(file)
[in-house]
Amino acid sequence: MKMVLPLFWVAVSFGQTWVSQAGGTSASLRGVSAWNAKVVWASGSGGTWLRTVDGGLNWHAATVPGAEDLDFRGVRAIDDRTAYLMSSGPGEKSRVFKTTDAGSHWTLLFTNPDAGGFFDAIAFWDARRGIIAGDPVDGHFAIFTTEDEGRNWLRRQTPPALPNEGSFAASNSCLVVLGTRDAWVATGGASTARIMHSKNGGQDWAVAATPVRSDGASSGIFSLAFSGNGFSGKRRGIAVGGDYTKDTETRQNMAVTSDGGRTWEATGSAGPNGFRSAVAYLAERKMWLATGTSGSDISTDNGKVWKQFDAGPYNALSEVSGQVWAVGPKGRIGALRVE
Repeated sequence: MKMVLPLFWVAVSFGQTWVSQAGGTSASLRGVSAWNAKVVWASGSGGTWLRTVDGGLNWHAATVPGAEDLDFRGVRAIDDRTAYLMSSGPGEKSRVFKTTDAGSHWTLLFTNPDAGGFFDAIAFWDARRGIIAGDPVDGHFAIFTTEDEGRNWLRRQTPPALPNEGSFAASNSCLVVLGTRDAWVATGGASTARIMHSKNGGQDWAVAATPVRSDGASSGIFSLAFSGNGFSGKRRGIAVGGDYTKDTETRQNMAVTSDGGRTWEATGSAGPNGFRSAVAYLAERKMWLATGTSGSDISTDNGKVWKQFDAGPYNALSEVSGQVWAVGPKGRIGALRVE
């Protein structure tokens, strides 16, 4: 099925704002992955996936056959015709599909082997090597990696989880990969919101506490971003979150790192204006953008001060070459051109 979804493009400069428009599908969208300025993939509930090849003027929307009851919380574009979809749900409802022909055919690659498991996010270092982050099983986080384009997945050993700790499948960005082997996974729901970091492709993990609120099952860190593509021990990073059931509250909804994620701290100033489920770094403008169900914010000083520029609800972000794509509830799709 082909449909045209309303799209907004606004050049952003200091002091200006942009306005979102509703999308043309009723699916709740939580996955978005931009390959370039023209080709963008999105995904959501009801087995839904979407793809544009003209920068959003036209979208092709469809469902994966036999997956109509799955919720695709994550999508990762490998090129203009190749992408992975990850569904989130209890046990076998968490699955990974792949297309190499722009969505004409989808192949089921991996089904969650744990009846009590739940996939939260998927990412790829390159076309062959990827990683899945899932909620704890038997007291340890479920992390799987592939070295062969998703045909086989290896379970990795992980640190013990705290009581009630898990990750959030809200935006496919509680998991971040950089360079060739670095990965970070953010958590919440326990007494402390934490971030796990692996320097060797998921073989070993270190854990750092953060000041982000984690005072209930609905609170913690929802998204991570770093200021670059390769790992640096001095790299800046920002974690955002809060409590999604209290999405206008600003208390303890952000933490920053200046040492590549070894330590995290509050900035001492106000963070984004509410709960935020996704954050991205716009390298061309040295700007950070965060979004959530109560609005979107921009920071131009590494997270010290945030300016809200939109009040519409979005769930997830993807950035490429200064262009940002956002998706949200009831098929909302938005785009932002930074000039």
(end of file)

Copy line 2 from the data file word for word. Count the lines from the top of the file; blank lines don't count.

Amino acid sequence: MKMVLPLFWVAVSFGQTWVSQAGGTSASLRGVSAWNAKVVWASGSGGTWLRTVDGGLNWHAATVPGAEDLDFRGVRAIDDRTAYLMSSGPGEKSRVFKTTDAGSHWTLLFTNPDAGGFFDAIAFWDARRGIIAGDPVDGHFAIFTTEDEGRNWLRRQTPPALPNEGSFAASNSCLVVLGTRDAWVATGGASTARIMHSKNGGQDWAVAATPVRSDGASSGIFSLAFSGNGFSGKRRGIAVGGDYTKDTETRQNMAVTSDGGRTWEATGSAGPNGFRSAVAYLAERKMWLATGTSGSDISTDNGKVWKQFDAGPYNALSEVSGQVWAVGPKGRIGALRVE